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Valerian (Valeriana officinalis, Caprifoliaceae) root has been used medicinally for a variety of conditions for several centuries.1 The herb is a perennial plant native to the swampier areas of Europe and the temperate regions of Asia. Valerian has been used primarily to promote sleep and reduce anxiety. The name valerian is from the Latin word valere, which means to be healthy and/or strong.2

Valerian root contains more than 150 identified constituents. Some of these include valepotriates (notably valtrate and dihydrovaltrate) and volatile oils (valeranone, valerenal, and valerenic acid).3 Free amino acids such as gamma-aminobutyric acid (GABA), tyrosine, arginine, and glutamine are also present. Other constituents include ketones, phenols, alkaloids, and noncyclic, monocyclic, and bicyclic hydrocarbons.2 While valepotriates were once considered to be the sole active component, other components such as the metabolism products, the baldrinals, are thought to have therapeutic value. Due to the variation in content and composition as well as breakdown of some constituents, valerian standardization has proven difficult.

In 1989, German researchers found that valerian sedates by binding with benzodiazepine receptors and other receptors in the central nervous system and that the weakness of the bond explains valerian's non-addictive nature.4 Clinical research supports valerian's use to relieve insomnia and improve sleep quality. Dosages of 160 to 450 mg have been shown to effectively shorten wakefulness, reduce night awakenings, improve sleep efficiency, and increase dream recall, without experiencing the hangover caused by some sleep medications.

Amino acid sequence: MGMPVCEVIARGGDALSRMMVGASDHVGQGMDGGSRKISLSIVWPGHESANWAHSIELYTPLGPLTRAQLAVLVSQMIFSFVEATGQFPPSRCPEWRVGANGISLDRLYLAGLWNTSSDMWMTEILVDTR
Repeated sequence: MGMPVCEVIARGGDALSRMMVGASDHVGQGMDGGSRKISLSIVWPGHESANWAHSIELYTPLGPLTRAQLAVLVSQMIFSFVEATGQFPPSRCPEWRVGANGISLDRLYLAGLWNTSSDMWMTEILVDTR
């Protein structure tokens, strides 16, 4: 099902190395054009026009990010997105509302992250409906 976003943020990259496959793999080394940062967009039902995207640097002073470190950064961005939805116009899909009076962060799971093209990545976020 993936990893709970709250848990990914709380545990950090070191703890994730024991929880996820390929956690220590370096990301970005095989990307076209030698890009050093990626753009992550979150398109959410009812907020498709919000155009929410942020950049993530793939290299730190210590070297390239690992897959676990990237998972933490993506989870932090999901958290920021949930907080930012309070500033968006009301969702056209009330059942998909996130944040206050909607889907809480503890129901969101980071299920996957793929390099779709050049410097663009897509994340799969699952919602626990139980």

Lori Glenn,  Managing Editor


1Reichert RG. Valerian clinical monograph. Quarterly Review of Natural Medicine. Fall 1998:207-215.

2Samaei A, Nobahar M, Hydarinia-Naieni Z, et al. Effect of valerian on cognitive disorders and electroencephalography in hemodialysis patients: a randomized, cross over, double-blind clinical trial. BMC Nephrol. December 2018;19(1):379. doi: 10.1186/s12882-018-1134-8.

3Monograph. Valeriana officinalis. Alt Med Rev. 2004;9(4):438-441.

4Brown D. Valerian: clinical overview. Townsend Letter for Doctors. May 1995:150-151.